Source: USPTO

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RE: heh
By Mathos on 10/26/2011 8:28:01 PM , Rating: 2
Actually, english is the hardest language on the planet to learn. It's grammar is backwards compared to almost all of the romantic, or germanic languages. And there are so many words that sound the same but are spelled different, or are spelled similar but sound different. Would, and Wood for example. I actually understand dutch, and german grammar easier than I do english.

"Lying on the hand" to me would mean as obvious as the object in my hand. And that's even before you clarified it.

RE: heh
By sprockkets on 10/26/2011 10:21:19 PM , Rating: 2
Ever tried Russian or Chinese?

RE: heh
By AnnihilatorX on 10/27/2011 7:04:34 AM , Rating: 2
The traditional Chinese (complex stroked characters) + dialects such as Catonese is amongst the hardest language to learn. Chinese is a tonal language where it's not just the basic vowel that matters, but also the tone. A pronounciation can correlate to a dozen of different characters, and a small variation in the tone correlates to some other different characters. It is only clear when characters are doubled up to form simple words (so less chance of collision), and meaning derived in context then you are sure what is being said correlate to which characters.

Cantonese has its pronounciation roots more closely resembling middle Chinese than Mandarin. The former is hard to transliterate into English without grossly distorting the tone. Mandarin has simplified intonation that is kind of easier for foreigners to pronounce. But even so the Simplified Chinese and Mandarin are hard enough already.

An interesting fact is there were a study performed on Chinese people and found there are a higher proportion of people with absolute pitch aka perfect pitch. just because the mother tongue is tonal.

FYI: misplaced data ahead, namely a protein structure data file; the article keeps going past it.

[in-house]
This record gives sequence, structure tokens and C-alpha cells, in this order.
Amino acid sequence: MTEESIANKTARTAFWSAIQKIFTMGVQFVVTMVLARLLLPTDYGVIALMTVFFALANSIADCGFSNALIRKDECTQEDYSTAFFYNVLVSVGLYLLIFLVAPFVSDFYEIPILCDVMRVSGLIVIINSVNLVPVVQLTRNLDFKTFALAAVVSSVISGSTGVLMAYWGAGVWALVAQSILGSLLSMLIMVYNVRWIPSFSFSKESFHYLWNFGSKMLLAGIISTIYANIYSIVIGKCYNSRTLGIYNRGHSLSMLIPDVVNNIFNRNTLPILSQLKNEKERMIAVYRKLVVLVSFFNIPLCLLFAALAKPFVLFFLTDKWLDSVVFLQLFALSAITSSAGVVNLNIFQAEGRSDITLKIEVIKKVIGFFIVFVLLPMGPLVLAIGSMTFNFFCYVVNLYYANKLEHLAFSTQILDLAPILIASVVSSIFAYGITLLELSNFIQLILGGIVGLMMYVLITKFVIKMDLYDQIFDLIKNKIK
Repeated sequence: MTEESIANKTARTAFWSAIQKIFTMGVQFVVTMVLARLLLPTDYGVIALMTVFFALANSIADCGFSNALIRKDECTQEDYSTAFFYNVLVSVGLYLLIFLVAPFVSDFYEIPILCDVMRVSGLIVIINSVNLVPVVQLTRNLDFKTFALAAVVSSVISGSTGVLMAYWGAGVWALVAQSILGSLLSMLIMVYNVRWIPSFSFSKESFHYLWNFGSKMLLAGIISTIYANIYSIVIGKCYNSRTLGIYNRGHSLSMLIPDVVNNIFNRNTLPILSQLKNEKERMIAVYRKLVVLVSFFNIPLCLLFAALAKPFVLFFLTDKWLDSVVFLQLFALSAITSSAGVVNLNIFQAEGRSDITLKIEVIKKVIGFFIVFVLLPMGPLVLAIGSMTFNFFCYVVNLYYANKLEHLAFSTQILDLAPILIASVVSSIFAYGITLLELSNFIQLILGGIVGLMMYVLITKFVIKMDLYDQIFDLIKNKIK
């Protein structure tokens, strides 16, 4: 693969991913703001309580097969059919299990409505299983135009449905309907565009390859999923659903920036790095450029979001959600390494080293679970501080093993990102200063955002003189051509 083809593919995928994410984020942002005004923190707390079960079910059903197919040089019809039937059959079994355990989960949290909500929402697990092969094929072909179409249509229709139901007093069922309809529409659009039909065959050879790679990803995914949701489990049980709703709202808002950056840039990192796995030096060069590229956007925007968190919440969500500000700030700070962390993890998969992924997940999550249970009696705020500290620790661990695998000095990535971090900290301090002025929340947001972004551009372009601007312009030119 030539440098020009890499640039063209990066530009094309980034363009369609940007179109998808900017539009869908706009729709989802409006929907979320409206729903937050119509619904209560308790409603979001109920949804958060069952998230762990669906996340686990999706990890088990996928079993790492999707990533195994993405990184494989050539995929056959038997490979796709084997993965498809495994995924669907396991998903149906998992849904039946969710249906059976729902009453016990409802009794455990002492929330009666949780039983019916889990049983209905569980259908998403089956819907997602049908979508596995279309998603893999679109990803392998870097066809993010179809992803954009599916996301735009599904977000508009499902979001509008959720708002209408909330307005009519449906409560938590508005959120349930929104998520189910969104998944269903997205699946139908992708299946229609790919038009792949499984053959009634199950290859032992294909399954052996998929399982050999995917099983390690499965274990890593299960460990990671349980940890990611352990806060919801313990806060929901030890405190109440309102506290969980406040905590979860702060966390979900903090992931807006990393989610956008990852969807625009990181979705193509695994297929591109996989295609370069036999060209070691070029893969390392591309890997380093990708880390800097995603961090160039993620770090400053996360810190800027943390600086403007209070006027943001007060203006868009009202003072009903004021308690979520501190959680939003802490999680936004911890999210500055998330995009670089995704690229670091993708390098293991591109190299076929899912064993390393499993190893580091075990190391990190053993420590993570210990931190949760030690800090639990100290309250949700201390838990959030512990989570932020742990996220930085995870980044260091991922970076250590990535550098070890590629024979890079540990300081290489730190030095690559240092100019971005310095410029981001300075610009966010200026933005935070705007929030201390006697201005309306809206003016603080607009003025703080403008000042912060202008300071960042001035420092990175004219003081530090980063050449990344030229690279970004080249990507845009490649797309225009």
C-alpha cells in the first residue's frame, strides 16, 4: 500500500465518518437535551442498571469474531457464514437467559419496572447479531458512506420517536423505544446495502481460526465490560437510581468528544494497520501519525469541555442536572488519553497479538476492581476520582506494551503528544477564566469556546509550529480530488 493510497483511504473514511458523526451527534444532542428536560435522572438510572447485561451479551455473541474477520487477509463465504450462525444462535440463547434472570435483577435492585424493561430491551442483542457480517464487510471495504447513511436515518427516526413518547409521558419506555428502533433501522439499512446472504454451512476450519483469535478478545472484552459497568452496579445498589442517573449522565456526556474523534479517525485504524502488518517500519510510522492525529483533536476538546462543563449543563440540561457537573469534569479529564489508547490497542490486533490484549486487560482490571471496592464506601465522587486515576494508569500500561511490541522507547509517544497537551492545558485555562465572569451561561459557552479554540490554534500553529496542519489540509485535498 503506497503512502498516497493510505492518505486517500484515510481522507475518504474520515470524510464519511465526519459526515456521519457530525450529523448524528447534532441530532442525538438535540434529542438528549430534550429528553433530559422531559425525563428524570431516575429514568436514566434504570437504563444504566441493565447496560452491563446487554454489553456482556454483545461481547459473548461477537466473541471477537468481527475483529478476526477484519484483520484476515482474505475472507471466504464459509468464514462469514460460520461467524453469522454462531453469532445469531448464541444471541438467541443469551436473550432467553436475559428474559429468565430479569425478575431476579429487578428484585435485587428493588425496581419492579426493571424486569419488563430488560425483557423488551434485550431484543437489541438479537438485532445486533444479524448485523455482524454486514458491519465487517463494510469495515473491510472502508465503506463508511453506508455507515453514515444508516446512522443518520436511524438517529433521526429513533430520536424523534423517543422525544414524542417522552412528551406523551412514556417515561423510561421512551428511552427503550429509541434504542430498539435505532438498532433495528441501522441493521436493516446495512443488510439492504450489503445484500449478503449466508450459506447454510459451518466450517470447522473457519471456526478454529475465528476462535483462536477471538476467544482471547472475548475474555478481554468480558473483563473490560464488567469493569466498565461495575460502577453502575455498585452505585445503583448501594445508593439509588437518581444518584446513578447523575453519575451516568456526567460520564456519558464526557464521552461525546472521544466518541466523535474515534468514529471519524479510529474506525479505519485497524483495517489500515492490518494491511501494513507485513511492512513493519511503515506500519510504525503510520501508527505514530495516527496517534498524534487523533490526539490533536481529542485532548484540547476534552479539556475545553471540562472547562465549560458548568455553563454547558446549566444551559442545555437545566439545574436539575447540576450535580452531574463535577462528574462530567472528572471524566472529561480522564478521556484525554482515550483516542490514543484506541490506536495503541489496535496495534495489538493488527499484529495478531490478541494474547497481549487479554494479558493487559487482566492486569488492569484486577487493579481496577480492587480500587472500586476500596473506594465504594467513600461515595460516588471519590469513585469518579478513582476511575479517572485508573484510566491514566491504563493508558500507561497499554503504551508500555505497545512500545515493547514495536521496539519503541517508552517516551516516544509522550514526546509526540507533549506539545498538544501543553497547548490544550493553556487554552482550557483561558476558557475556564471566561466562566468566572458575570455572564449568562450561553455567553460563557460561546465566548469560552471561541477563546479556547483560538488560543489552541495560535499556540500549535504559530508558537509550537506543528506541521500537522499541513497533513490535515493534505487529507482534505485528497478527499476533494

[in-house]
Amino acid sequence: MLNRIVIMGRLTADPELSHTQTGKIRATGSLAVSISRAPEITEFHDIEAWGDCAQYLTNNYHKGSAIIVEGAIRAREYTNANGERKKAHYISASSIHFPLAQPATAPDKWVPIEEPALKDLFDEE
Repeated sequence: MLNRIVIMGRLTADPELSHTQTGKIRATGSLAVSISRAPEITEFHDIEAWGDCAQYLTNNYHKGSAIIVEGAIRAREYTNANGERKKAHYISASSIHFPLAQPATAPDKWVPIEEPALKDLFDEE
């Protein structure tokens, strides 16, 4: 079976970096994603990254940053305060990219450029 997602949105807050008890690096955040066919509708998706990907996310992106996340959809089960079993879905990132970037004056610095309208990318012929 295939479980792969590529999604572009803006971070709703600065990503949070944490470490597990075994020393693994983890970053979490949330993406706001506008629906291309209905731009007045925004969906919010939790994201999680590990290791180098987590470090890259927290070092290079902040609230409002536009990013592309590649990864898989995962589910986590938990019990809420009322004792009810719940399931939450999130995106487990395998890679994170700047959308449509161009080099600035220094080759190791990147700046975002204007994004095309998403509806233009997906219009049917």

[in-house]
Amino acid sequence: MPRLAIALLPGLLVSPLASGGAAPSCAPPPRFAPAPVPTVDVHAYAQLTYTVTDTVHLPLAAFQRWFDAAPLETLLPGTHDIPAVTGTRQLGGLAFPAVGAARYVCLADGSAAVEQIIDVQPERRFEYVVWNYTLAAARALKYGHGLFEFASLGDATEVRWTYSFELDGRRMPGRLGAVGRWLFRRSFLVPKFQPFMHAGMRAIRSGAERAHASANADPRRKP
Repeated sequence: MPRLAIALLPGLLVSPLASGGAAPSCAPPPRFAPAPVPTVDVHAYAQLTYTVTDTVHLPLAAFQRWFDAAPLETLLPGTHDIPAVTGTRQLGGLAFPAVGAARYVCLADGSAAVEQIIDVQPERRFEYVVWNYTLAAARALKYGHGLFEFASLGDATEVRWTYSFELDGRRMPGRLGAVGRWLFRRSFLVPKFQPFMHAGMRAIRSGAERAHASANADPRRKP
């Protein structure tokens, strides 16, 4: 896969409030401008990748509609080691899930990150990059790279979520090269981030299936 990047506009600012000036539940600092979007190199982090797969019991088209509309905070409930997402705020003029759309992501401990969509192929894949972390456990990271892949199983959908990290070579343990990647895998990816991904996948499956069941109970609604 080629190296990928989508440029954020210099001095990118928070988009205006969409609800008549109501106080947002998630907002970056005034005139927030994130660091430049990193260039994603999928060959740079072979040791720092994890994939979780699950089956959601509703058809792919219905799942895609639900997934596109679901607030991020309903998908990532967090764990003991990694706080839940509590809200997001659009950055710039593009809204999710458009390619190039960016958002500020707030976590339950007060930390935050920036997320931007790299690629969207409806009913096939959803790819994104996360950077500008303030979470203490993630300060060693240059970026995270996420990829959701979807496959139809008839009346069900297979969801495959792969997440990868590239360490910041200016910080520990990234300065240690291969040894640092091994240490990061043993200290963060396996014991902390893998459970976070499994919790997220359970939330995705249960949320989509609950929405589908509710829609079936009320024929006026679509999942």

RE: heh
By TSS on 10/27/2011 7:02:38 AM , Rating: 2
"Lying on the hand" to me would mean as obvious as the object in my hand. And that's even before you clarified it.

But it's not the object in your hand. It's the object lying infront of your hand.

The problem is here you're not only trying to translate dutch words and grammer, but also a saying. "voor the hand liggend" translates to "obvious", but it is to obvious what "piece of cake" is to "easy".

English is the easyest language on the planet, nobody said doing it backwards was the harder thing to do. The point why it's the easyest is because it's largely remembering words. While in dutch it's remembering rules. One of the most difficult things in english is deciding between there, their or they're. And that's made easy by remembering what the 're stats for: are. There means a place, Their means ownership of something and they're means they are, state of multiple persons.

When discussing grammer to any dutchman, mention the Kofschip. They will all laugh. It's the rule that detemines wether a dutch word in past term is written with a T or a D. Fixing and "has fixed" become Maken and Maakte, scratching and "has scratched" become Krabben and Krabde.

Another funny thing is the way we say vowels. In Maken the A sounds the same way it does as the double A in Maakte (that sound doesn't exist in english. closest would be "crate" but saying the A twice). But if we type makken, the A sounds different, much closer to how you english say "aha".

Lets just say by the 2nd year of highschool every single word in an sentance has already been defined and has a reason for being there, even the words you grow up with thinking are simply filler because it sounds better this way. And then we still have 4 years of grammar to go!

RE: heh
By ClownPuncher on 10/27/2011 12:46:48 PM , Rating: 2
Apparently so!

"There's no chance that the iPhone is going to get any significant market share. No chance." -- Microsoft CEO Steve Ballmer